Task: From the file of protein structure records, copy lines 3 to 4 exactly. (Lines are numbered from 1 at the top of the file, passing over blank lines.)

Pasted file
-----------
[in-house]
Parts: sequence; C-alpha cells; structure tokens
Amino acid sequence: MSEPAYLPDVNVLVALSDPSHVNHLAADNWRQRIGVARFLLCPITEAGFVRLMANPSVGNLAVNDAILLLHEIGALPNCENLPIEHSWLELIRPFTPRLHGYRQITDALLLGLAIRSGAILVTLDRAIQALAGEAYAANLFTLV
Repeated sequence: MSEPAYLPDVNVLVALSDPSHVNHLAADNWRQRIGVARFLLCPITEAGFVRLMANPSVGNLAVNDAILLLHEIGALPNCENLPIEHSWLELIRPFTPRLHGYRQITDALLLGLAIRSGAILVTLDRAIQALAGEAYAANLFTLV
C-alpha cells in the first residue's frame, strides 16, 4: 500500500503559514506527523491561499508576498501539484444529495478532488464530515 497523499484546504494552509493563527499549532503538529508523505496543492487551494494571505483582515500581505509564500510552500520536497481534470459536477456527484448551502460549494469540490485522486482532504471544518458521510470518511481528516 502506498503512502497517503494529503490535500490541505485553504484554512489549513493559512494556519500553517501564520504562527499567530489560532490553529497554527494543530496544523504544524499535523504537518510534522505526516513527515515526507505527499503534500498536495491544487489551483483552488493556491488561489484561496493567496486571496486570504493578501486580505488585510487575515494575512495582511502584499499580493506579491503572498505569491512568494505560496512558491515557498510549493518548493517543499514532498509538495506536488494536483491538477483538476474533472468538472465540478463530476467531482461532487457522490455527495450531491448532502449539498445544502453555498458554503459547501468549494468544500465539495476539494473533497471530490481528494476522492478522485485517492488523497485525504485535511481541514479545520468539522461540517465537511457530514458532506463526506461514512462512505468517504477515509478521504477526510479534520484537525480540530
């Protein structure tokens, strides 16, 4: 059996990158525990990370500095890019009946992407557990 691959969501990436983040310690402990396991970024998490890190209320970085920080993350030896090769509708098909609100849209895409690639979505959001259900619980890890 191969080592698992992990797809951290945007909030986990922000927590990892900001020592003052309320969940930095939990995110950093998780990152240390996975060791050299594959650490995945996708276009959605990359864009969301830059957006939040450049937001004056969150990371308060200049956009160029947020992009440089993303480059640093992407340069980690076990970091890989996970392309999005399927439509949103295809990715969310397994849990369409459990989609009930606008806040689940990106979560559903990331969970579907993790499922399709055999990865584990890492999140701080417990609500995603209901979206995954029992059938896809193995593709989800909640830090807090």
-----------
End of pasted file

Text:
Amino acid sequence: MSEPAYLPDVNVLVALSDPSHVNHLAADNWRQRIGVARFLLCPITEAGFVRLMANPSVGNLAVNDAILLLHEIGALPNCENLPIEHSWLELIRPFTPRLHGYRQITDALLLGLAIRSGAILVTLDRAIQALAGEAYAANLFTLV
Repeated sequence: MSEPAYLPDVNVLVALSDPSHVNHLAADNWRQRIGVARFLLCPITEAGFVRLMANPSVGNLAVNDAILLLHEIGALPNCENLPIEHSWLELIRPFTPRLHGYRQITDALLLGLAIRSGAILVTLDRAIQALAGEAYAANLFTLV